LAMB: When you left, did you think at that time that you would take a peerage? Would you go in the House of Lords?
THATCHER: I didn't think at that time what I was going to do. I had been in the House of Commons for 33 years. Thirty-one out of those 33 years I had been on the front bench; that is to say, I had been in government when we were in power, or when we had been in opposition I had been a lead member in the opposition team and, therefore, always in a lead position to criticize existing government. So, in other words, I had always been what we call "on the front bench" -- a full minister or shadowing a minister or marking a minister. After I resigned or after I had had that famous debate in the House, which was very exciting -- the last one I did from the front bench -- I then had to go back into the House for the first time for 31 years, walk onto the back benches.
I didn't like it. It wasn't for me, because when I got up to make a contribution from the back bench, as an ordinary member of Parliament, everyone would murmur and there would be a roar as I got up. It was a highly charged and artificial atmosphere. I found it difficult enough for a time not to make the decisions. I had been used to making decisions, and it took me a time to get into the understanding that I was not making the decisions. I could influence them, but I couldn't make them. And so I didn't want to carry on in the House of Commons. It would have been easy to do that, and then people said, "Well, you must stay on because you can come back." I said, "No, life doesn't happen that way. I've been here eleven-and-a-half years. I had to go sometime. I think the prime minister will find it easier if I'm not in the House of Commons and in a position to return. So I will accept the offer to go up to the House of Lords. It's so much more gentle in there, and you don't get the quick flash of the quick wit and the give-and-take of debate, which you'll get in the House of Commons."
LAMB: You say in your book that if you don't understand the House of Commons, you don't understand British politics. What did you mean by that?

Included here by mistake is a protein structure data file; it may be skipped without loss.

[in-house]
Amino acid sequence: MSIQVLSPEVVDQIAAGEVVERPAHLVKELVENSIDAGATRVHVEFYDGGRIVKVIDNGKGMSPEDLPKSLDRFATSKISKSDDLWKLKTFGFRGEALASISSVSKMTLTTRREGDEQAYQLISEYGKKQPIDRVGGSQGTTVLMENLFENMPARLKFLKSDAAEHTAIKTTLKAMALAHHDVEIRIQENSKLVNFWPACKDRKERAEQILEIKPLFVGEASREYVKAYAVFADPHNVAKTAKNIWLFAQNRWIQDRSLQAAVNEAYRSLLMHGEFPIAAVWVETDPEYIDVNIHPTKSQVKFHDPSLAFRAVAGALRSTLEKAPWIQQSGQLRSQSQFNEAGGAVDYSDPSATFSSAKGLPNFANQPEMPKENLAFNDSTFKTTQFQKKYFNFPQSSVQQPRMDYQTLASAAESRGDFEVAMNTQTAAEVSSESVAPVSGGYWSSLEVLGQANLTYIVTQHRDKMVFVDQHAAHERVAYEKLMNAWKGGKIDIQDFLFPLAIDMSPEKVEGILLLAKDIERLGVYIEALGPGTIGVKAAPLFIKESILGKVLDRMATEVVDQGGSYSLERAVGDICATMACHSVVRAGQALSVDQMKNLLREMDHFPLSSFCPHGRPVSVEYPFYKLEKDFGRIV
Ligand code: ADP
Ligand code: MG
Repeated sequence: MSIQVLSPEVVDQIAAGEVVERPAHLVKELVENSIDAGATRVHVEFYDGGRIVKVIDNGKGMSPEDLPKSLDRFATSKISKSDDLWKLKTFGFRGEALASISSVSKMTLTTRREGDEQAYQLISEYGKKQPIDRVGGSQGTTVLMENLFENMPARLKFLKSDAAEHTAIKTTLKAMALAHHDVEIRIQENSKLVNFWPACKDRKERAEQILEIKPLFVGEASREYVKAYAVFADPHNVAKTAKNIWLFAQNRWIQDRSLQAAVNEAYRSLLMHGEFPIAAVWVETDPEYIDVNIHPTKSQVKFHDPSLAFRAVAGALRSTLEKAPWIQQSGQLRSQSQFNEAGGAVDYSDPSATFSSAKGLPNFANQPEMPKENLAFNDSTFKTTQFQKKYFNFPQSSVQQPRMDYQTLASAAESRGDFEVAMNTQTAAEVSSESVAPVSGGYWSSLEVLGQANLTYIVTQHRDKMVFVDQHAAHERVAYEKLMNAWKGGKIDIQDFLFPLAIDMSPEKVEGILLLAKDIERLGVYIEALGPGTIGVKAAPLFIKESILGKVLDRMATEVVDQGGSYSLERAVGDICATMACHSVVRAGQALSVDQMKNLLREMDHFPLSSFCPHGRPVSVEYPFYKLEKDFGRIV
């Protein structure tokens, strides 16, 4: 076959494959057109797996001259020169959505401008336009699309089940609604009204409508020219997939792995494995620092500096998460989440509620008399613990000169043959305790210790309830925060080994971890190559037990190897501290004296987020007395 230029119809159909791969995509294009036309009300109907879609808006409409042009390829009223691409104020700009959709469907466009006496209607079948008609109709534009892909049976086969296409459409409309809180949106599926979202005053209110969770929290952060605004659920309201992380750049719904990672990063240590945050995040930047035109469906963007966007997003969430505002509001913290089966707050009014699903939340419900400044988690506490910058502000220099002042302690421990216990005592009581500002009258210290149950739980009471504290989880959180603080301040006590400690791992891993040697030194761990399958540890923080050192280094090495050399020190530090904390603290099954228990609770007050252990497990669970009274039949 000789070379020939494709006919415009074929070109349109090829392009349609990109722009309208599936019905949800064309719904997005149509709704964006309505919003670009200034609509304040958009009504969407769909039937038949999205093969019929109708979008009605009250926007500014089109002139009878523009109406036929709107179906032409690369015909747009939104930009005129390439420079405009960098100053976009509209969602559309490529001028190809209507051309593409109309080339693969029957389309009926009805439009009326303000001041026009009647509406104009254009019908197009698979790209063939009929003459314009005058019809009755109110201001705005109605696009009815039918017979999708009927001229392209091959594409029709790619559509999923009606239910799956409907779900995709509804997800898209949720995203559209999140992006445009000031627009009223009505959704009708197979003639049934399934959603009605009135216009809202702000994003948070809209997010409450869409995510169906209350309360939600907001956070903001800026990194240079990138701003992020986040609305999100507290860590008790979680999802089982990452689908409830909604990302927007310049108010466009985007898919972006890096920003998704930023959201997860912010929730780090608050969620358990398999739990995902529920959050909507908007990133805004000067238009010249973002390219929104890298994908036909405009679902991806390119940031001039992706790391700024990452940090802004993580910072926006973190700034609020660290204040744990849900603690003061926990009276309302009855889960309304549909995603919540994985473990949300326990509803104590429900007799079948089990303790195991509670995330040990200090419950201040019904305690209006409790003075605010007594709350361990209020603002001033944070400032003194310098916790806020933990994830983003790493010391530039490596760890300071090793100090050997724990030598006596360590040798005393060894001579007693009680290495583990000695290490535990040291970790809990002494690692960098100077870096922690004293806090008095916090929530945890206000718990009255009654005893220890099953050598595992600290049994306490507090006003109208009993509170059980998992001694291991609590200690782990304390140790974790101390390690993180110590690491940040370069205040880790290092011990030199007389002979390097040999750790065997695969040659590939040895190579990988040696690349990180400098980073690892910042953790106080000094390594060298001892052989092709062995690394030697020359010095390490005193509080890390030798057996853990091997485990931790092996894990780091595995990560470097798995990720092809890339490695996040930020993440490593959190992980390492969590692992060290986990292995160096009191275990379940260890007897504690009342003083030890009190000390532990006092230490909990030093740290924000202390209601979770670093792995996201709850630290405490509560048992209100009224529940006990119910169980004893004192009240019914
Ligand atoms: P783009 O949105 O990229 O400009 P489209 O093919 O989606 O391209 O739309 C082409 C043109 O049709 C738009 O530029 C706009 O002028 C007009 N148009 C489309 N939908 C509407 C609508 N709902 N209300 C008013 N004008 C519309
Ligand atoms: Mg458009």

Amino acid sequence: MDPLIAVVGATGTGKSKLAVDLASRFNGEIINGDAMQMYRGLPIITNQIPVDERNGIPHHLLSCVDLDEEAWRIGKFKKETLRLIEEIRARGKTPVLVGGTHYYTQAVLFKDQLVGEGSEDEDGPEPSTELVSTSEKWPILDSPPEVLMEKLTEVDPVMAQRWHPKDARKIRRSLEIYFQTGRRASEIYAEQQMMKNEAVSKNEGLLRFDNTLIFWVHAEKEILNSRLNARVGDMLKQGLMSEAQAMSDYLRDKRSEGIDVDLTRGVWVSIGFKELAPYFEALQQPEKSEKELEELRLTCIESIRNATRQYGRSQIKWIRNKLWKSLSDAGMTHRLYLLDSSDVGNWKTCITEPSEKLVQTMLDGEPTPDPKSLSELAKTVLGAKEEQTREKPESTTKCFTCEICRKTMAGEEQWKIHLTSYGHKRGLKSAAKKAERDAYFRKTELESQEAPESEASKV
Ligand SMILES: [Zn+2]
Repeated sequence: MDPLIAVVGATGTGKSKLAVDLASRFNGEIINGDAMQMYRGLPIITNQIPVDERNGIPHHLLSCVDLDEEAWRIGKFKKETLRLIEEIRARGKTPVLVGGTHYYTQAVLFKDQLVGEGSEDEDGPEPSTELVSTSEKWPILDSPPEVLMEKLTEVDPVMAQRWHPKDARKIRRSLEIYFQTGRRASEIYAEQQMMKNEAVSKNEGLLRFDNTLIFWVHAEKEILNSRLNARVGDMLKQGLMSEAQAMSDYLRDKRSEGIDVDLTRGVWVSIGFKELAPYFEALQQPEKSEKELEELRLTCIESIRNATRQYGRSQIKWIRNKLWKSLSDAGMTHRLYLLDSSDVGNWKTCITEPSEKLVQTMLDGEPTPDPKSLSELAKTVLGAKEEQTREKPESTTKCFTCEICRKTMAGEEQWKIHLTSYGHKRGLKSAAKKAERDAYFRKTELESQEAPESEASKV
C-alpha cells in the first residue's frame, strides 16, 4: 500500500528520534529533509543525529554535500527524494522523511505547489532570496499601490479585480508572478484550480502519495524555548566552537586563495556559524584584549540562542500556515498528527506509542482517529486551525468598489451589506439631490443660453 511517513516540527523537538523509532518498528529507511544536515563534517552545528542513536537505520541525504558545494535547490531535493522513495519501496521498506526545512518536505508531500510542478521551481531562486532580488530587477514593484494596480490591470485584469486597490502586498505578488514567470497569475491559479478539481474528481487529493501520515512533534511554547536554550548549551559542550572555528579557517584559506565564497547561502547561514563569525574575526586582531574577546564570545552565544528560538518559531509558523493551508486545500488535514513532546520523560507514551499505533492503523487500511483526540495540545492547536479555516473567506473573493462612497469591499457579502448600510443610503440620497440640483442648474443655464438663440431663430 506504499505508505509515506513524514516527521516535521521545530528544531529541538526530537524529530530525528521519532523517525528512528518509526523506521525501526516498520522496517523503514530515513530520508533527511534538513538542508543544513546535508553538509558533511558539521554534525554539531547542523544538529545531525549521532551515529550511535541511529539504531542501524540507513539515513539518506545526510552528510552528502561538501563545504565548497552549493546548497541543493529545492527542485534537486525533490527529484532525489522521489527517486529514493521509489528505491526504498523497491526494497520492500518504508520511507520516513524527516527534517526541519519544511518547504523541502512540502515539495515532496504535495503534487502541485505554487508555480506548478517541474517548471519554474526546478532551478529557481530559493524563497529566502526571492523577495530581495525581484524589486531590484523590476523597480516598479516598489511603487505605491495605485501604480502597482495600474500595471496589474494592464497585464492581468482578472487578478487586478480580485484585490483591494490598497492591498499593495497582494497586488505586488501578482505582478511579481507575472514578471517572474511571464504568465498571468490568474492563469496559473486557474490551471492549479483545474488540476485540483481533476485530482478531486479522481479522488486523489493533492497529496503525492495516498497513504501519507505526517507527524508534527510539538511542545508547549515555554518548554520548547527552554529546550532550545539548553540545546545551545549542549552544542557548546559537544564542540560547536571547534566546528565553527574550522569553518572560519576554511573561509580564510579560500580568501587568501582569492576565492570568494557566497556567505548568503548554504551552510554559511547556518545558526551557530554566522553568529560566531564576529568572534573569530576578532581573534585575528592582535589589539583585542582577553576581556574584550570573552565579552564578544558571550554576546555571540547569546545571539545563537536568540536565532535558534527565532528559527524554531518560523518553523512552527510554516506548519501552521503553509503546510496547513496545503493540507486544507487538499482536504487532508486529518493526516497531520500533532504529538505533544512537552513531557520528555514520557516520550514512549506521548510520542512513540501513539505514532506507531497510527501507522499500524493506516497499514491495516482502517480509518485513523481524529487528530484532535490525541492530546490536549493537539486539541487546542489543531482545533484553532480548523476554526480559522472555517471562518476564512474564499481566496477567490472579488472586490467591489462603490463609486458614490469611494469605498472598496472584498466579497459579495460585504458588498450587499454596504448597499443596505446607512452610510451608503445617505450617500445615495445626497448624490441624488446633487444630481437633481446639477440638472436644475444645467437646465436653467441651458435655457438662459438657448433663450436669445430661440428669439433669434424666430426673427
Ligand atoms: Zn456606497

THATCHER: Just exactly what one says. I think when many people come to look at our House of Commons, they come with the idea that it is a very dignified body that does things in a dignified way. Certainly we wouldn't throw things, and certainly we wouldn't get up and fight, but the verbal attacks are very considerable. It's very, very fast-moving debate. You're often interrupted, and you've got to have a ready reply to anyone who challenges you.
LAMB: Do you think that the American-British special relationship will continue?
THATCHER: I most earnestly hope so. We are the two nations that have more in common than any other two. The Pilgrim fathers went with a whole background of English and the Biblical ethics. They knew and took with them our system of justice, a very famous one. When Jefferson came to write that remarkable Constitution, which is the best expression in the English language, the best expression of liberty, he wrote like a genius, which I suppose he was. It was quite clear from that Constitution that it is -- it's the first constitution in the world and possibly still the only one -- that it is the people who give the powers to the government for a limited time to govern them, not the government giving power to the people. It's very different.
LAMB: How could the British system benefit from taking something from us and vice versa? In other words, what did you have as prime minister that the President of the United States doesn't have, and what would you like to have as prime minister that we have here?
THATCHER: What I had was regular meetings in the House of Commons and regularly taking part in the debates in the House of Commons and in "Question Time." What I also had was, I was prime minister because I had a majority in the House of Commons, so we had a good chance of getting through any legislation we put up, and we had a good chance of getting the budget through, because I wouldn't have been there without a majority. So we don't have the conflict of interest that sometimes arises with your president when he can't get a measure through the House -- a very, very different atmosphere completely.
LAMB: You refer in the book to "the hyperactive Washington media world." Is Washington more hyperactive in the media than it is in London?
THATCHER: I think so. I think that automatically everything here is considered as what is the presentation going to be, almost before you consider the other aspect of it. I regarded my job as to get the policies right. When we got the policies right, we would think about the presentation but not the other way around.
LAMB: Do you think we ought to worry about that?
THATCHER: Because you could listen to a speech, and sometimes you'll say, "That's a rhetoric speech. He's just talking. There's nothing really well-known underneath it. The person hasn't got to the heart of the matter." Or you can listen to a speech which might be a bit duller, but a person's really got to rock-bottom solid and knows the heart of the matter and is trying to deal with is. They're very different kinds of oratory.
LAMB: Lady Thatcher, author of "The Downing Street Years," thank you very much for joining us.
THATCHER: I've enjoyed it. Thank you very much.
Copyright National Cable Satellite Corporation 1993. Personal, noncommercial use of this transcript is permitted. No commercial, political or other use may be made of this transcript without the express permission of National Cable Satellite Corporation.